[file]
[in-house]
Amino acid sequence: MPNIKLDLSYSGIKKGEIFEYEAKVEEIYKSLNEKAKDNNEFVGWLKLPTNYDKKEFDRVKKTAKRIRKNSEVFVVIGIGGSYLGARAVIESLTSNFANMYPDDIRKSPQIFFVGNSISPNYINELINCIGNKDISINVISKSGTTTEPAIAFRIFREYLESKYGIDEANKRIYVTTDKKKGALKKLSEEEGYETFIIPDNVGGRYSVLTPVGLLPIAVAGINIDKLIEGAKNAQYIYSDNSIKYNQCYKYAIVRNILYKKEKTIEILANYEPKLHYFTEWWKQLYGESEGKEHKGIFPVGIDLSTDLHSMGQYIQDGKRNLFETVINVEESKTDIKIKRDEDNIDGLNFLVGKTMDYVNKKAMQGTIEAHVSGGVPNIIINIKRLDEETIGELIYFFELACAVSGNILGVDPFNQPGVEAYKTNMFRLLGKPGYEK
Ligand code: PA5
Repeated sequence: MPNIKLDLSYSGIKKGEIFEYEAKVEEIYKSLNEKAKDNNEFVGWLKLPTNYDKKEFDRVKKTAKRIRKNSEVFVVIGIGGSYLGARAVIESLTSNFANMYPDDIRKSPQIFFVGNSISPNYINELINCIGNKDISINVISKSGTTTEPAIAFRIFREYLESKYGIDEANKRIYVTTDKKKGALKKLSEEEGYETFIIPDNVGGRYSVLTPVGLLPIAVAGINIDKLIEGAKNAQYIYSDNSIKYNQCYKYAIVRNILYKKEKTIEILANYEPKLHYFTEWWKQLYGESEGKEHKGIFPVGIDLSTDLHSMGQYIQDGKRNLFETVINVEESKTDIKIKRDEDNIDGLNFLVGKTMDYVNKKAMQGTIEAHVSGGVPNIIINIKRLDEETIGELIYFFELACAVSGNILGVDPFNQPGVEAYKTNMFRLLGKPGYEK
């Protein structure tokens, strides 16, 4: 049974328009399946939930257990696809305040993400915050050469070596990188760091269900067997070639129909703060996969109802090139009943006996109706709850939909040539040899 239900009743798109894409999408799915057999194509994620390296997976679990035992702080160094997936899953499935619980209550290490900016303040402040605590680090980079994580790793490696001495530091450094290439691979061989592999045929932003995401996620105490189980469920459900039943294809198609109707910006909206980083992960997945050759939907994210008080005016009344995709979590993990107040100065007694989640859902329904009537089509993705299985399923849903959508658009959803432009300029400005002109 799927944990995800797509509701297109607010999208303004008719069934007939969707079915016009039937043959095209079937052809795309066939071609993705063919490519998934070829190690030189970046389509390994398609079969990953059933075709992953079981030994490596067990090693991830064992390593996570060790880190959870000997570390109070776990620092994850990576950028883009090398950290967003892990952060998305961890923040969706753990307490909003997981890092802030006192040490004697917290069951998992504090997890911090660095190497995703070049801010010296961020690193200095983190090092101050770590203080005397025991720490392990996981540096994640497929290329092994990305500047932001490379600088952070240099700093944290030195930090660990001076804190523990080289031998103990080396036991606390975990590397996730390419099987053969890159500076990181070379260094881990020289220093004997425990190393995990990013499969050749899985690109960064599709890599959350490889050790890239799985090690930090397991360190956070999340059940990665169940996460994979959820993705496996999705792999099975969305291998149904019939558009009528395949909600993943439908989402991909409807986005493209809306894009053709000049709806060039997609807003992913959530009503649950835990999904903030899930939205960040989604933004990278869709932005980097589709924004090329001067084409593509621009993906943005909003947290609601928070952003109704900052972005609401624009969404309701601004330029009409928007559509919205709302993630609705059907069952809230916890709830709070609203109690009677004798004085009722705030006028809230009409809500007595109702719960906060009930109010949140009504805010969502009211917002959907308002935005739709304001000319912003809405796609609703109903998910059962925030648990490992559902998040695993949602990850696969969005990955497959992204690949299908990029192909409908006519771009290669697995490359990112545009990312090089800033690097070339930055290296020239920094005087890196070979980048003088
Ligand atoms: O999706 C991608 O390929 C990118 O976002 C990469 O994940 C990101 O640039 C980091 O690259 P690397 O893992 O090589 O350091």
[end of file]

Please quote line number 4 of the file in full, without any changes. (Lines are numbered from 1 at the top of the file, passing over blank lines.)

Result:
Repeated sequence: MPNIKLDLSYSGIKKGEIFEYEAKVEEIYKSLNEKAKDNNEFVGWLKLPTNYDKKEFDRVKKTAKRIRKNSEVFVVIGIGGSYLGARAVIESLTSNFANMYPDDIRKSPQIFFVGNSISPNYINELINCIGNKDISINVISKSGTTTEPAIAFRIFREYLESKYGIDEANKRIYVTTDKKKGALKKLSEEEGYETFIIPDNVGGRYSVLTPVGLLPIAVAGINIDKLIEGAKNAQYIYSDNSIKYNQCYKYAIVRNILYKKEKTIEILANYEPKLHYFTEWWKQLYGESEGKEHKGIFPVGIDLSTDLHSMGQYIQDGKRNLFETVINVEESKTDIKIKRDEDNIDGLNFLVGKTMDYVNKKAMQGTIEAHVSGGVPNIIINIKRLDEETIGELIYFFELACAVSGNILGVDPFNQPGVEAYKTNMFRLLGKPGYEK